Overturning a combat sports bout result is a difficult exercise. Although the criteria can vary somewhat from jurisdiction to jurisdiction generally successful appeals are limited to cases of proven collusion, scorecard math errors or misapplication of relevant rules. Exercising discretion (even if other officials may have exercised their discretion differently) rarely gives rise to a successful appeal. This was demonstrated in the recent dismissal of an appeal with UFC fighter Ion Cutelaba.
Cutelaba was handed a TKO loss in his bout with Magomed Ankalaev at UFC Norfolk earlier this year. In the bout Cutelaba appeared stunned by strikes and referee Kevin MacDonald stopped the bout just 38 seconds into the first round. Cutelaba appeared unhurt after MacDonald stopped the bout and protested. He filed an official appeal with Virginia’s Department of Professional and Occupational Regulation. Cutelaba argued he was simply playing possum at the time of the stoppage and was not actually hurt. While this very well may have been the case the regulator dismissed the appeal noting MacDonald stopped the bout properly within his discretion applying the rules in play at the time. As first reported by MMAFighting.com below are the full reasons from the regulator:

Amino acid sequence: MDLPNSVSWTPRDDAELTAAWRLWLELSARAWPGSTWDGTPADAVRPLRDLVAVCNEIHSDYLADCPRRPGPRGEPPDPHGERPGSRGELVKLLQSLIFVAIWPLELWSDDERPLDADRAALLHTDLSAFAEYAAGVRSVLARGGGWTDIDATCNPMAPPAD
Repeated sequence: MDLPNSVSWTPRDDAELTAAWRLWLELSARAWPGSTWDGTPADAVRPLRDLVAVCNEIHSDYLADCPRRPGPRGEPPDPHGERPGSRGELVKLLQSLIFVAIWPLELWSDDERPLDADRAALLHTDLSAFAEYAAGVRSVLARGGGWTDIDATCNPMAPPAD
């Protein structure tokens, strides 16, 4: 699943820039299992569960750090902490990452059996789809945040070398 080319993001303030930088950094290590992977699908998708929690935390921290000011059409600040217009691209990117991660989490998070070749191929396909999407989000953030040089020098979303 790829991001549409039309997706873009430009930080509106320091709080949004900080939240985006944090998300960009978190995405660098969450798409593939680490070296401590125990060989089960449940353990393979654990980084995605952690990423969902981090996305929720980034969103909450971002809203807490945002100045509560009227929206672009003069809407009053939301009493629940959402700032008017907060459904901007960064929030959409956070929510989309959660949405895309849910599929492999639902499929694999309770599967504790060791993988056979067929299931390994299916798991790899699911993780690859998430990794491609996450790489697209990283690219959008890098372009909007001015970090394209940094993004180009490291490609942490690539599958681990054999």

In response to your request for review, Regulation 18 VAC 120-40-411.14 states, in relevant part:
C. The department shall not change a decision rendered at the end of any contest unless:
3. The department determines through investigation there was a violation of this chapter that adversely impacted on the fairness of the contest or decision.
Therefore, absent evidence of a regulatory violation, the technical knockout (TKO) decision resulting from referee Kevin MacDonald’s stoppage of the February 29, 2020, bout between Ion Cutelaba and Magomed Ankalaev must stand.
I have reviewed the materials in this matter and the regulation applicable to your request. Section 18 VAC 120-40-190 enumerates the duties each assigned referee must perform, including the obligation to:
4. Immediately stop any contest when, in his judgment, one of the boxers or martial artists is outclassed by the other, injured, or otherwise unable to safely continue to participate in the contest;
10. Assure the health and well-being of the boxers and martial artists to the greatest extent possible.
There is no evidence to substantiate a claim that Referee MacDonald made his in-the-moment decisions based on any factor other than his best judgment to avoid injury to the participants. I find the account given by the referee, who has the authority and responsibility to stop a contest when he believes a participant is injured, to be credible. Whether video replay or popular opinion or hindsight makes one second guess a decision later is not at issue.
I do not find evidence of any regulatory violation. Accordingly, the TKO decision remains.